'I was scared and sceptical because I was not brought up to raise my hand on a woman.'
'So I didn't think I would look convincing in a hand-to-hand combat with a woman.'
He is one of the best looking actors in Hindi cinema.
But to his credit, Arjun Rampal has moved beyond his looks, even his hero image, to surprise us in film after film.
He started his tryst with villainy 15 years ago, with Om Shanti Om in 2007. One has still not forgotten Mukesh Mehra, who nonchalantly walks away from a pregnant Shanti, leaving her to burn to death.
Evil has a new name now: Rudraveer.
Arjun's character in Dhaakad is far more dangerous and cold-blooded, ruthlessly crushing every man, woman, child and animal who comes in his way, the arms and human trafficker taking him into depths he had never plumbed before.
Arjun tells Rediff.Com Senior Contributor Roshmila Bhattacharya, "I don't want to be pinned down to an image. No actor would like to lose his gift of surprise. If he does, it will be a difficult place to crawl out from, you would end up getting stuck with an image more than being a character."
It's been a while since we saw such a dashing and eye-catching bad man in a Hindi film, one who made an immediate impact. So let's start with the look in Dhaakad.
Yeah, that required quite a bit of work, but Razy (Razneesh Ghai) is a very visual director, and was clear about his characterisations, everyone's looks, which made our life easier.
He wanted Rudraveer to look unique, so the tattoos were inspired by a tribe in the North-East, maybe Nagaland.
These men are warriors and every time they kill, they draw one little line on their neck, the lines increasing with every kill, till sometimes their entire body is a web of tattooed lines.
Since Rudraveer is a vicious man, worshipped by his followers as God, we decided to imbibe this tradition of deadly tattoos in my look to signify how many people this man had killed.
Actually, I have three distinct looks in the film, one is from Rudraveer's youth, and two in the present day.
The platinum blonde look is very distinctive.
Full credit to Alim (hair stylist Alim Hakim) who has styled all the looks.
While discussing this, Razy asked me what we could do and I told him to leave it to me. I rushed over to Alim, who I think was quite fed up with me by then.
He asked me what I wanted, and I told him, 'Let's go blonde!' to which he added, 'Let's go platinum blonde!'
The paps caught you as you stepped out of Alim's salon and from that moment, the look went viral.
(Laughs) Yeah, many copied it and tagged me on Instagram; some looked cool, I'm sorry for the ones who went wrong.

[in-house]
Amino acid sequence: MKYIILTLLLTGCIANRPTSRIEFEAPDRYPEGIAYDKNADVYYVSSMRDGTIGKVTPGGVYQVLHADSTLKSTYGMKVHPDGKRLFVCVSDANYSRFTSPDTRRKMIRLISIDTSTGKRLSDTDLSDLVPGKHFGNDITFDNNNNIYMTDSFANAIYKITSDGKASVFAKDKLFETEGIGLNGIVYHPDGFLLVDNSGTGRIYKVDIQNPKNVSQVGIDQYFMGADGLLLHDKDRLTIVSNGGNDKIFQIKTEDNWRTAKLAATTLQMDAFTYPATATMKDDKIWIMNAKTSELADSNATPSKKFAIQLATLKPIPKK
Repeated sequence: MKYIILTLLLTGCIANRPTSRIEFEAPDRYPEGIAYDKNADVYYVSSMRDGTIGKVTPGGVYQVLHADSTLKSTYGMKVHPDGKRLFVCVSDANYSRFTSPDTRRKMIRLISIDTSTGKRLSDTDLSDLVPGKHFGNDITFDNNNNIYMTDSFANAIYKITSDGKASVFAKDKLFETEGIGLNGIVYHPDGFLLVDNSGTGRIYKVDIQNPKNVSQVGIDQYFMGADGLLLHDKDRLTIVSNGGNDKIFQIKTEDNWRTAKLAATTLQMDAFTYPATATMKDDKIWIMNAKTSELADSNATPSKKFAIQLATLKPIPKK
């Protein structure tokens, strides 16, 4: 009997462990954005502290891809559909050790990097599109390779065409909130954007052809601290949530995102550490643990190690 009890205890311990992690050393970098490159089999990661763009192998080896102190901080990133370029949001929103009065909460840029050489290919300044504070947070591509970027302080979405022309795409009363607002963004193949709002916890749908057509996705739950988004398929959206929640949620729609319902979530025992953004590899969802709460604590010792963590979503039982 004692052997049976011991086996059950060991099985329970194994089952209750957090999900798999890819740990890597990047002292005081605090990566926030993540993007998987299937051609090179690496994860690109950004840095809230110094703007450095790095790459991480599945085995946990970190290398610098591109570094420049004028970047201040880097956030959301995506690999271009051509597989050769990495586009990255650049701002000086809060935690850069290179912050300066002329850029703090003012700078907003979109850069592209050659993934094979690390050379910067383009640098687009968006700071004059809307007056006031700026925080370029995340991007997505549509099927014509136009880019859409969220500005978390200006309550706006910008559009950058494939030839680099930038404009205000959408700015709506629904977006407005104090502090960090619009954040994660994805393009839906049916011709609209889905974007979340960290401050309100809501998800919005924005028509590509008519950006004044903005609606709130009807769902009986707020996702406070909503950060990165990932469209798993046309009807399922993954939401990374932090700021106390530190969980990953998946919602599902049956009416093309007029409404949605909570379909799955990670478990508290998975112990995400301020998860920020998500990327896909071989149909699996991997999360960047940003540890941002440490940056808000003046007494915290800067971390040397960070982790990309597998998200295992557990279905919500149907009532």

Honestly, I didn't anticipate such an overwhelming response and I had no idea the paps were out there or I would have worn a cap.
Unwittingly, I revealed my look and everyone was in shock.
One notices how comfortable you are with a gun in your hand. Does that have something to do with your army background?
Yes, my nanaji (maternal grandfather, Brigadier Gurdayal Singh) was in the army and designed the first artillery gun for the Indian Army post Independence, one that is still used.
But I didn't grow up around guns.
Still, growing up, I did watch a lot of spaghetti Westerns and my friends and I would copy the way Clint Eastwood twirled the revolver while playing with our toy guns.
I've never gone on a shikar, but I have gone to shooting ranges for target practice because in my teens, my dad bought me an air gun.
I don't own a gun now and I'm not necessarily fond of them.
But yeah, if there's a gun around to play with, it's still fascinating.
Holding a gun comes naturally, it feels like an extension of me, and that could be because of genetics, given that both my grandparents were in the army.
One Hindi film khalnayak which remains unforgettable is Om Shanti Om's Mukesh Mehra. Let's flashback to that award-winning performance…
I was petrified and remember telling Shah Rukh (producer and lead actor Shah Rukh Khan) when I was offered the role, 'Bro, I love the script, but I don't know if I can play this character.'
When he asked me why not, I pointed out that everyone was going to go watch this movie, take their kids along, and I would be the only guy who couldn't go with my children.
And what did Shah Rukh say?
He laughed and said, 'Tu yeh picture khud ke liye kar le, there will be many more movies that you can do for your children.'
I'm glad for his advice because I eventually did the film despite being very scared and not knowing how it would turn out because this was the first time I was stepping into this zone.
The response was shocking and though the character was so not lovable, Mukesh Mehra got so much love.
And what was your first reaction to Rudraveer 15 years later?
Once again I was scared and sceptical because I was not brought up to raise my hand on a woman.
So I didn't think I would look convincing in a hand-to-hand combat with a woman.
But there is this scene that Razy had written which sums up what Rudraveer is and when I read it, I realised that given how ruthless he is, he will crush anybody who came in his way, uncaring of whether it is a a man, woman, child or animal, the role would be a huge challenge for me as an actor.
One should not be scared of going against one's image because then you compromise on your choice of characters.
Over the last decade, one has seen you in such a variety of roles -- Chakravyuh, Inkaar, D-Day, Daddy, The Rapist and now Dhaakad that it's getting almost impossible to pin you down to an image.
I'm really glad you are saying this because I don't want to be pinned down to an image.
No actor would like to lose his gift of surprise.
If he does, it will be a difficult place to crawl out from, you would end up getting stuck with an image more than being a character.